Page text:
All Science News articles summarize a research study and are not an official opinion, endorsement or position of the Parkinson’s Foundation’s.
For years, drinking coffee has been associated with having a reduced risk of developing Parkinson's disease (PD). In fact, a 1968 study suggested that coffee drinkers were less like to get PD (Nefzger, Quadfasel, & Karl, 1968). Since then, multiple epidemiologic studies have confirmed the PD/coffee connection (Ascherio et al., 2003; Ascherio et al., 2004; Fujimaki et al., 2018). Researchers have mostly attributed the protective effect to the caffeine component (Lee et al., 2013).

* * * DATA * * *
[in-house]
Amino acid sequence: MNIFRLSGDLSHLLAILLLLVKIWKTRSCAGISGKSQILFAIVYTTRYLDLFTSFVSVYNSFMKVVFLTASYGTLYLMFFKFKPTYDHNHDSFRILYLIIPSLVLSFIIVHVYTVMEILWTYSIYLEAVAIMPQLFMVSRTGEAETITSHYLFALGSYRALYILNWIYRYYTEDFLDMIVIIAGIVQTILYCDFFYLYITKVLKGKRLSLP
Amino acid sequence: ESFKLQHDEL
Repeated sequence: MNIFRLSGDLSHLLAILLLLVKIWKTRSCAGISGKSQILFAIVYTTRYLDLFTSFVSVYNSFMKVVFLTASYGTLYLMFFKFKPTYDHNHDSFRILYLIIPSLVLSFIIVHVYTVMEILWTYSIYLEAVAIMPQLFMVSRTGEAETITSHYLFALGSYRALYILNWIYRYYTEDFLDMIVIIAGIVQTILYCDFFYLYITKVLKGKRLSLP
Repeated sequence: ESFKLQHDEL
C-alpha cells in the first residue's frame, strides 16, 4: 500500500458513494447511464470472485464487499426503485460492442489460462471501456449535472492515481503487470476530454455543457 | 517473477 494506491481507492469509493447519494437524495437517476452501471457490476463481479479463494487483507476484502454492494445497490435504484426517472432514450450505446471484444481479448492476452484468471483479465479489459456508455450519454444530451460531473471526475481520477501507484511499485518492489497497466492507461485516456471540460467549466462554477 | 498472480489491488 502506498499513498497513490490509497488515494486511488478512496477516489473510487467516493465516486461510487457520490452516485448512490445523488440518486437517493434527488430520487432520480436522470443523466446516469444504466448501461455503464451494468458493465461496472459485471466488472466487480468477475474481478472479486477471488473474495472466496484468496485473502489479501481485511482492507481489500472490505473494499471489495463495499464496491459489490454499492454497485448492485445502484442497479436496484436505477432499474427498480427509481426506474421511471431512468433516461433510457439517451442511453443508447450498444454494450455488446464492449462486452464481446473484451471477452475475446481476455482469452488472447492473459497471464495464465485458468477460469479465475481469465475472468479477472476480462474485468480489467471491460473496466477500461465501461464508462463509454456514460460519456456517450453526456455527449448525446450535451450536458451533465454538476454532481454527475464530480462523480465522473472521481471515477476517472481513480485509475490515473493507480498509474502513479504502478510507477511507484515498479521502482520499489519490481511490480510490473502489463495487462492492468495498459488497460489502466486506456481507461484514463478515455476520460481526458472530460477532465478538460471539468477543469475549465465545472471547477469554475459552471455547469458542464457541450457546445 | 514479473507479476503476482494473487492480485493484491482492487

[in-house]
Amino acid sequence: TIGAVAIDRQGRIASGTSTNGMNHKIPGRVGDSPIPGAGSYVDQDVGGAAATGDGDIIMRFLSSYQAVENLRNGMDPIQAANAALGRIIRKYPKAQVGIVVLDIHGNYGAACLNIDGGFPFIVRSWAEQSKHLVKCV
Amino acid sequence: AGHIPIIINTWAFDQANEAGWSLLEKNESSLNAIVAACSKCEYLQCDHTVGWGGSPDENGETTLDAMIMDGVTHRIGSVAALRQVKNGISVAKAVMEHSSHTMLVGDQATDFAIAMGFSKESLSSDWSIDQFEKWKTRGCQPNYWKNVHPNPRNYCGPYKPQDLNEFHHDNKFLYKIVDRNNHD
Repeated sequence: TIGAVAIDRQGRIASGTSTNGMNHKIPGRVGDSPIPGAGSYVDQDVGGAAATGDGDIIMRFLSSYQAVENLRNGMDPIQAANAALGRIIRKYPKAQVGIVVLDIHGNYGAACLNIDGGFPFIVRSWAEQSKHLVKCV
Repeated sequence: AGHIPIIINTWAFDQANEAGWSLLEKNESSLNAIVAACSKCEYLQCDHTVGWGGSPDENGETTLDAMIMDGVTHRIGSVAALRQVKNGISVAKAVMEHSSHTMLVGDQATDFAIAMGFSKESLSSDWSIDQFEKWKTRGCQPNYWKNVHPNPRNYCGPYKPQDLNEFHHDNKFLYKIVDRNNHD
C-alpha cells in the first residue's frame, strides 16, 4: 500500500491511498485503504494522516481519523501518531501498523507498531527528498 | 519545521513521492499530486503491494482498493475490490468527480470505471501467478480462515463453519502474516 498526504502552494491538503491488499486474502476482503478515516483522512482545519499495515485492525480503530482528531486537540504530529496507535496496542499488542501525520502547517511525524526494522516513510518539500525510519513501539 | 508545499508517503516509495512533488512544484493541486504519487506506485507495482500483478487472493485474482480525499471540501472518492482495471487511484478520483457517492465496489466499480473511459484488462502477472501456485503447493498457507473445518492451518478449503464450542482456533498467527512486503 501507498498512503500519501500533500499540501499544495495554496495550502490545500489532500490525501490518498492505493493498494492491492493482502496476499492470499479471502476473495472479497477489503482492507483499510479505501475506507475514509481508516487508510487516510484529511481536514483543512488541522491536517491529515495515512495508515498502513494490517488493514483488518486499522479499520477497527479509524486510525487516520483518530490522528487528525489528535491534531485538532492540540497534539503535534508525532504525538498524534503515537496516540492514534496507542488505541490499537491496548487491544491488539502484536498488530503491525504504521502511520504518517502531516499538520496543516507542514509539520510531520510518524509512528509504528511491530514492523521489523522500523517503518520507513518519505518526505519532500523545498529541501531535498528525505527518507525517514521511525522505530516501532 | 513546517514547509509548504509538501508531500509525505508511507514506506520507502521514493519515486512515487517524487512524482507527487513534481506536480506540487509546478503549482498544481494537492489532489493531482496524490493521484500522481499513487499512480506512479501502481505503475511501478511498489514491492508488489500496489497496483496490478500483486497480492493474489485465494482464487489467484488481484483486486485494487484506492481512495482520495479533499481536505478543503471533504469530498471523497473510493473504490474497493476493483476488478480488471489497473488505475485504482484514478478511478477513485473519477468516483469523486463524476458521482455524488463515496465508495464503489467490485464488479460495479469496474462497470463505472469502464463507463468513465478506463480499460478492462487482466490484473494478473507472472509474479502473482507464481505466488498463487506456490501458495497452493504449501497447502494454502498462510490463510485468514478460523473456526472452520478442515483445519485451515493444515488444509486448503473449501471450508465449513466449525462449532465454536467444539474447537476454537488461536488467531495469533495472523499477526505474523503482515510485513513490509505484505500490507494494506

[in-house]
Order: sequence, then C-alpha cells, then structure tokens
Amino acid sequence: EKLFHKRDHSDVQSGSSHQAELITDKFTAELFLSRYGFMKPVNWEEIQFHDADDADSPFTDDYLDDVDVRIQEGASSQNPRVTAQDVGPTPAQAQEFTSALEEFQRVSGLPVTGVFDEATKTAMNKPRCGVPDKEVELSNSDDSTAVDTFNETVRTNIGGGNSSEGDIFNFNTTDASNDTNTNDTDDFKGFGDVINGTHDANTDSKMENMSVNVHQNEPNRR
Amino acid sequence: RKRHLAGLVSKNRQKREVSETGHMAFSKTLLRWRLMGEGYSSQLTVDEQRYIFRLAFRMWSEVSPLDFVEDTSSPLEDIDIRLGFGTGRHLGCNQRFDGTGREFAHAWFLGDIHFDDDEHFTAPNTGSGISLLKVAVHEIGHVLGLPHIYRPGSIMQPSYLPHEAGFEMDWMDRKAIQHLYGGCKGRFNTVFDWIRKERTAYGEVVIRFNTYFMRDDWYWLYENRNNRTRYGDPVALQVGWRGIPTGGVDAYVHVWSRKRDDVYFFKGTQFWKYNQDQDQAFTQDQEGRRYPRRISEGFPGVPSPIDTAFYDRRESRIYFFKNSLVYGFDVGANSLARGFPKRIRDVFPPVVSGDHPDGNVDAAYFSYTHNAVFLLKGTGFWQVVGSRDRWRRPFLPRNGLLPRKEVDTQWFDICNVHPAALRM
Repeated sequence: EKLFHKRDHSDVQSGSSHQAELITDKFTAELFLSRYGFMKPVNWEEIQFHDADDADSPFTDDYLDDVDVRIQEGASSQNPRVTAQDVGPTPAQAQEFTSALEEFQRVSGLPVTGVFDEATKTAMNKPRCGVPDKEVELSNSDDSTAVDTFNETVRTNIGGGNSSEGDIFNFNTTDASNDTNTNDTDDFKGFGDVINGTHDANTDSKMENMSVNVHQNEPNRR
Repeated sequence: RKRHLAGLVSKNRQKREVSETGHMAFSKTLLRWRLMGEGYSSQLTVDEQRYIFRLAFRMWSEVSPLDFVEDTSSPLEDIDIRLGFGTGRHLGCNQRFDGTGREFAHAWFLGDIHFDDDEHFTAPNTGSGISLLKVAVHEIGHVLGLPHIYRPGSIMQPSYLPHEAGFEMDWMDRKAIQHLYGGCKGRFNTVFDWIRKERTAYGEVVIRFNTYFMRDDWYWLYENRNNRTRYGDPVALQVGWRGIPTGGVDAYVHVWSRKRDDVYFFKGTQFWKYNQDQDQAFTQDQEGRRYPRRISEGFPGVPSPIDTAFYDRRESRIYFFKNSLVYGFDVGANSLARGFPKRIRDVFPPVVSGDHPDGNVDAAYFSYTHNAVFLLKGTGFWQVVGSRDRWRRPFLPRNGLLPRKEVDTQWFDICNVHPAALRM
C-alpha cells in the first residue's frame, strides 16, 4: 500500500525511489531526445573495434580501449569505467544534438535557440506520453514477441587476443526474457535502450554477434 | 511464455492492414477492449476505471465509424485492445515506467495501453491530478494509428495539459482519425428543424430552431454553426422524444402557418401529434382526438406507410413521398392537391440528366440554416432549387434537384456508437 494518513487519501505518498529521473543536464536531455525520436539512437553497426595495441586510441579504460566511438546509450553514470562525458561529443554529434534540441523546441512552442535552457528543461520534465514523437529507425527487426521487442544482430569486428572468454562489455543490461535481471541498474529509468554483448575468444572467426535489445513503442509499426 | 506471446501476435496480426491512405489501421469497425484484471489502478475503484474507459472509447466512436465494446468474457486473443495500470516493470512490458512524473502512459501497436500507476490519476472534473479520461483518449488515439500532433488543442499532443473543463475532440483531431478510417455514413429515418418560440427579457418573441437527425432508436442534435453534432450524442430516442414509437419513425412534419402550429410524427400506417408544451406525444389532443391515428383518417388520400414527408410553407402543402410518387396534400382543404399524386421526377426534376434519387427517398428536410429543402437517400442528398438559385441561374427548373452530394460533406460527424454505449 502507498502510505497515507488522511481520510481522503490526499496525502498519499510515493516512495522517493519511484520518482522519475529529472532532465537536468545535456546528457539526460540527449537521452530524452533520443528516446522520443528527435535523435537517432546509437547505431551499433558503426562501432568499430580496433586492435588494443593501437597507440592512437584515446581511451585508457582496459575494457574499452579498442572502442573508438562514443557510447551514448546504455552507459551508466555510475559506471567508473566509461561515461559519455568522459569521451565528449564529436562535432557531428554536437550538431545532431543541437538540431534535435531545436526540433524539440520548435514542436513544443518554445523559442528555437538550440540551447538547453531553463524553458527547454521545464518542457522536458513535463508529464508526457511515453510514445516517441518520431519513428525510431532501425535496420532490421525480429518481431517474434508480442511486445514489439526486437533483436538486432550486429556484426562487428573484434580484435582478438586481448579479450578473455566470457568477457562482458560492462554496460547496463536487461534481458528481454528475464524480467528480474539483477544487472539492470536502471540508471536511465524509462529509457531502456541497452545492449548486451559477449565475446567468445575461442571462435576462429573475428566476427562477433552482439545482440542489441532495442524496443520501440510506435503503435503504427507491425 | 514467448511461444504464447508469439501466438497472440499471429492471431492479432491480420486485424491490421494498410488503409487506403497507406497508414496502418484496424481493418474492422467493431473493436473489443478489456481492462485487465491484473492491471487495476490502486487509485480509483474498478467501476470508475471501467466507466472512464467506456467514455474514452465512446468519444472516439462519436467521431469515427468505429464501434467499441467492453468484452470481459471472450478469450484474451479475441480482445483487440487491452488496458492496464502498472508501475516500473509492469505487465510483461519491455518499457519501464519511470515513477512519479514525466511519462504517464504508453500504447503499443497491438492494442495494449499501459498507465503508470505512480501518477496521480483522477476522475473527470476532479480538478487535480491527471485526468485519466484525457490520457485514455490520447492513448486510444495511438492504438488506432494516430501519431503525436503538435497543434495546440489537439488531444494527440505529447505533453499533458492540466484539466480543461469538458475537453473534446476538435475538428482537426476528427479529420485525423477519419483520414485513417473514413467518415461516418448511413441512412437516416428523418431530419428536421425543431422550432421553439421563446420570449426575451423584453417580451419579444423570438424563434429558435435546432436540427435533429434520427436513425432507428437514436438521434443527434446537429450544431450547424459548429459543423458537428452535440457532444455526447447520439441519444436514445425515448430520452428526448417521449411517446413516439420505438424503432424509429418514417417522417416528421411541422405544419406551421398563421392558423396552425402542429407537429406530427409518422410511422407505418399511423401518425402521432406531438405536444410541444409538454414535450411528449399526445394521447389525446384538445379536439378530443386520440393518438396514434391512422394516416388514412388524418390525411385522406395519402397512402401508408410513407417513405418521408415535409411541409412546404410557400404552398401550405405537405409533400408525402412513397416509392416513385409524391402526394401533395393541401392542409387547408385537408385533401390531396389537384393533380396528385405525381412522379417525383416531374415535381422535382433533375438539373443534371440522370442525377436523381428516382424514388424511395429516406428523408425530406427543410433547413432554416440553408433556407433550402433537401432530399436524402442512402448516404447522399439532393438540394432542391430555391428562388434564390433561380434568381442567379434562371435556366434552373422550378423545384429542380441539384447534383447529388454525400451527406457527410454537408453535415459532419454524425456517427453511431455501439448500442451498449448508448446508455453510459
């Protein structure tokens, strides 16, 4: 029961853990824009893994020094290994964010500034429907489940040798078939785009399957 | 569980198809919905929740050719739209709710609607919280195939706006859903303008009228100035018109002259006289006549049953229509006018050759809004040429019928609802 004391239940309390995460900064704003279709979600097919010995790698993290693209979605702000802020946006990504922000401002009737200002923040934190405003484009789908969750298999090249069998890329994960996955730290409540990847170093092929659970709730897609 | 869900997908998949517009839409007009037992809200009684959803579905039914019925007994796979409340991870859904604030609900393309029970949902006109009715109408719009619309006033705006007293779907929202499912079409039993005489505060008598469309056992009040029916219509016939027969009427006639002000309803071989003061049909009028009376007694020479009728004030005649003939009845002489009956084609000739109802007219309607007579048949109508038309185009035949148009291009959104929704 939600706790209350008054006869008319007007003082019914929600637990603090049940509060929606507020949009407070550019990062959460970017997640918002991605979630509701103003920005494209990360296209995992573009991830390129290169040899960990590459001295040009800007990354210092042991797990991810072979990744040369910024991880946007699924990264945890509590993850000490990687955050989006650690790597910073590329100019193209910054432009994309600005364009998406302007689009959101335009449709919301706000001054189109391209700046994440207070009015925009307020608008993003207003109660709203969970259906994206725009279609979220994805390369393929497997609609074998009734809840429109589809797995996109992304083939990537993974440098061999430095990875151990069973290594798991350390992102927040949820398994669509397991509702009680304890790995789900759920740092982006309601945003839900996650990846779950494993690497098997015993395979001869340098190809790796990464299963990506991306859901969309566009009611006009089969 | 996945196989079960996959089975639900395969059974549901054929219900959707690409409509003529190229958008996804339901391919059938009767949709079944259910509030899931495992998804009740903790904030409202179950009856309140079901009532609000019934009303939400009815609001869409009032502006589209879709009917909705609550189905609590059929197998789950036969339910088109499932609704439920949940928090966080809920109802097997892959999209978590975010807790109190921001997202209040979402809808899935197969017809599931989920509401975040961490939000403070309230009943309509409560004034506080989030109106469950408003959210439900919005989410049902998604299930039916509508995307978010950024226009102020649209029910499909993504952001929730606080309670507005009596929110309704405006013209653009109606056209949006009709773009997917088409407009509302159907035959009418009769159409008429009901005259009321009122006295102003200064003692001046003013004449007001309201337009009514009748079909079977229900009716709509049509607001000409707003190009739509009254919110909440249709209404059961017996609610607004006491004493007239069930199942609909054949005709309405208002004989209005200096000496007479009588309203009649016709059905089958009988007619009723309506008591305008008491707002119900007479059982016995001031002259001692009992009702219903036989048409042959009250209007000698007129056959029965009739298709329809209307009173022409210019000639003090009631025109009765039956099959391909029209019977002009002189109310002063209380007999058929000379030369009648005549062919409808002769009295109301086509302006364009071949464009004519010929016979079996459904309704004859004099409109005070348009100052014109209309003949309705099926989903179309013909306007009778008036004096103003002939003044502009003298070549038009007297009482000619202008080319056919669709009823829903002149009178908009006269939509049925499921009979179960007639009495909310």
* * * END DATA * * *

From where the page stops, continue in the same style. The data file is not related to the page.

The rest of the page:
However, coffee is more than a caffeine delivery system. Coffee has more than 1,000 different compounds, including organic acids, sugars, amino acids and fatty acids. One such fatty acid called Eicosanoyl-5-hydroxytryptamide (EHT) has been getting quite a bit of buzz in the PD research community; and, for good reason. A recently published study titled, “Synergistic neuroprotection by coffee components eicosanoyl-5-hydroxytryptamide and caffeine in models of Parkinson’s disease and DLB” (Yan et al., 2018), provides some compelling insights into the possible biochemical protective mechanisms of our cup of joe.A recently published study in the journal, Neuropsychopharmacology, sought to determine if having ADHD and/or its treatment, increases the risk of having basal ganglia and cerebellar diseases. In this 20-year follow-up retrospective cohort study, a total of 190,586 patient records (31,796 with ADHD and 158,790 without ADHD) from Utah were examined. People with no prior PD diagnosis or symptoms, no basal ganglia/cerebellar disease and those with a history of substance abuse were excluded from participating in the study.